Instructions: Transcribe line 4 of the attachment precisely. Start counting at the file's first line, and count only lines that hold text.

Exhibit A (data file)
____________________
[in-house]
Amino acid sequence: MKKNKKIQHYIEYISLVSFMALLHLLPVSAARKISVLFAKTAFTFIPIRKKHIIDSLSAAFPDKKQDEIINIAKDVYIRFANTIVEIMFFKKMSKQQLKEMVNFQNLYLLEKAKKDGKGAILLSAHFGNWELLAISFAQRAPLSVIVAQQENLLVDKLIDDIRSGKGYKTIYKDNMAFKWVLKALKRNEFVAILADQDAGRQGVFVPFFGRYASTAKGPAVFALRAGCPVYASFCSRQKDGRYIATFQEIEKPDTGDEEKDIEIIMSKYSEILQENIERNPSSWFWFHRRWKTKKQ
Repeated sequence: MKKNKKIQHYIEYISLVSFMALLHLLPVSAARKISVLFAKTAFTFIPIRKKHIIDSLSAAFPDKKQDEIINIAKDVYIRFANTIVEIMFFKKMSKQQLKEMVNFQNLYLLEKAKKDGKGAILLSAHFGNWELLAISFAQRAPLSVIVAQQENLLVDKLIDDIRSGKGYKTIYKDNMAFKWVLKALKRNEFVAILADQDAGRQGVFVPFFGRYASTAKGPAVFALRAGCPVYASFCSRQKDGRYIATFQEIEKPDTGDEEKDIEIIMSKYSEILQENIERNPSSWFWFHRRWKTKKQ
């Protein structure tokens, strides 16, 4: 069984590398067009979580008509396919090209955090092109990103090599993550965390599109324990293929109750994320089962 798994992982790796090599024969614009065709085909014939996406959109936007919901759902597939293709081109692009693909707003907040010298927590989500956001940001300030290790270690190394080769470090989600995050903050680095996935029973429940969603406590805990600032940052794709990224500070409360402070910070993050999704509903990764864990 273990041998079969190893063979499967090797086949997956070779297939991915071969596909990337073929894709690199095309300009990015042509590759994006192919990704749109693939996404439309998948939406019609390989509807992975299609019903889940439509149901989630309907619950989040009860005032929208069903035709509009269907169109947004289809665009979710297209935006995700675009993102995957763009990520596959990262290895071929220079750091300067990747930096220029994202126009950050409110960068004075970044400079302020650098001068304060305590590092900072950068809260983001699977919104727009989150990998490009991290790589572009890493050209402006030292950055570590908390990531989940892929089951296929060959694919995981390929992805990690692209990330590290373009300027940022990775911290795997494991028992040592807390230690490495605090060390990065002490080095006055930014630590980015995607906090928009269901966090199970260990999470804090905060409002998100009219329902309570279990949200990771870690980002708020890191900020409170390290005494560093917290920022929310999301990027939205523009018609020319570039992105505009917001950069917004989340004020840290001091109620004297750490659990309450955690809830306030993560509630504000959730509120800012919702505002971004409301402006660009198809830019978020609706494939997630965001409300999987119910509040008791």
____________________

């Protein structure tokens, strides 16, 4: 069984590398067009979580008509396919090209955090092109990103090599993550965390599109324990293929109750994320089962 798994992982790796090599024969614009065709085909014939996406959109936007919901759902597939293709081109692009693909707003907040010298927590989500956001940001300030290790270690190394080769470090989600995050903050680095996935029973429940969603406590805990600032940052794709990224500070409360402070910070993050999704509903990764864990 273990041998079969190893063979499967090797086949997956070779297939991915071969596909990337073929894709690199095309300009990015042509590759994006192919990704749109693939996404439309998948939406019609390989509807992975299609019903889940439509149901989630309907619950989040009860005032929208069903035709509009269907169109947004289809665009979710297209935006995700675009993102995957763009990520596959990262290895071929220079750091300067990747930096220029994202126009950050409110960068004075970044400079302020650098001068304060305590590092900072950068809260983001699977919104727009989150990998490009991290790589572009890493050209402006030292950055570590908390990531989940892929089951296929060959694919995981390929992805990690692209990330590290373009300027940022990775911290795997494991028992040592807390230690490495605090060390990065002490080095006055930014630590980015995607906090928009269901966090199970260990999470804090905060409002998100009219329902309570279990949200990771870690980002708020890191900020409170390290005494560093917290920022929310999301990027939205523009018609020319570039992105505009917001950069917004989340004020840290001091109620004297750490659990309450955690809830306030993560509630504000959730509120800012919702505002971004409301402006660009198809830019978020609706494939997630965001409300999987119910509040008791």